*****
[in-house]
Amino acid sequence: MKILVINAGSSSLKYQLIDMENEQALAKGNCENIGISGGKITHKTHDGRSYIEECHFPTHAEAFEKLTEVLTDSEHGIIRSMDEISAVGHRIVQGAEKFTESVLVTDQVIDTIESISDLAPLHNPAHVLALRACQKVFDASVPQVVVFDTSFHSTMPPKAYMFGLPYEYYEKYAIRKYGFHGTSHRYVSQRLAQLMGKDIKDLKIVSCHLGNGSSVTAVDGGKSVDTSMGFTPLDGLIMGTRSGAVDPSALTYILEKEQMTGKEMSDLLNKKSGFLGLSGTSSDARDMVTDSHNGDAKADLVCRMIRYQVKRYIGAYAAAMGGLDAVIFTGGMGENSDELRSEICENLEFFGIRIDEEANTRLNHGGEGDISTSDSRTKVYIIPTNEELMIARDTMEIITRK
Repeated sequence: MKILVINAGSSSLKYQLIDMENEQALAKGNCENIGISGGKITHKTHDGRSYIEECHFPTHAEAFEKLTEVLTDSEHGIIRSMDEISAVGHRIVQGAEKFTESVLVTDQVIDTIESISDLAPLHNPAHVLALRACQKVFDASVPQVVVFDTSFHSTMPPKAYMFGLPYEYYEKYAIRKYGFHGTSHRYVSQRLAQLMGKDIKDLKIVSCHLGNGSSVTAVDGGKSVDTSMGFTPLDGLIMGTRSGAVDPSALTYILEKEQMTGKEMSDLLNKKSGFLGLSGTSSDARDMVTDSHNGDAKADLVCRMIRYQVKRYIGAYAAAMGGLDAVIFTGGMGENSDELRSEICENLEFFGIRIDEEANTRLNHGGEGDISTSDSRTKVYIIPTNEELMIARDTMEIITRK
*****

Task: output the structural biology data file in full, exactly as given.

[in-house]
Amino acid sequence: MKILVINAGSSSLKYQLIDMENEQALAKGNCENIGISGGKITHKTHDGRSYIEECHFPTHAEAFEKLTEVLTDSEHGIIRSMDEISAVGHRIVQGAEKFTESVLVTDQVIDTIESISDLAPLHNPAHVLALRACQKVFDASVPQVVVFDTSFHSTMPPKAYMFGLPYEYYEKYAIRKYGFHGTSHRYVSQRLAQLMGKDIKDLKIVSCHLGNGSSVTAVDGGKSVDTSMGFTPLDGLIMGTRSGAVDPSALTYILEKEQMTGKEMSDLLNKKSGFLGLSGTSSDARDMVTDSHNGDAKADLVCRMIRYQVKRYIGAYAAAMGGLDAVIFTGGMGENSDELRSEICENLEFFGIRIDEEANTRLNHGGEGDISTSDSRTKVYIIPTNEELMIARDTMEIITRK
Repeated sequence: MKILVINAGSSSLKYQLIDMENEQALAKGNCENIGISGGKITHKTHDGRSYIEECHFPTHAEAFEKLTEVLTDSEHGIIRSMDEISAVGHRIVQGAEKFTESVLVTDQVIDTIESISDLAPLHNPAHVLALRACQKVFDASVPQVVVFDTSFHSTMPPKAYMFGLPYEYYEKYAIRKYGFHGTSHRYVSQRLAQLMGKDIKDLKIVSCHLGNGSSVTAVDGGKSVDTSMGFTPLDGLIMGTRSGAVDPSALTYILEKEQMTGKEMSDLLNKKSGFLGLSGTSSDARDMVTDSHNGDAKADLVCRMIRYQVKRYIGAYAAAMGGLDAVIFTGGMGENSDELRSEICENLEFFGIRIDEEANTRLNHGGEGDISTSDSRTKVYIIPTNEELMIARDTMEIITRK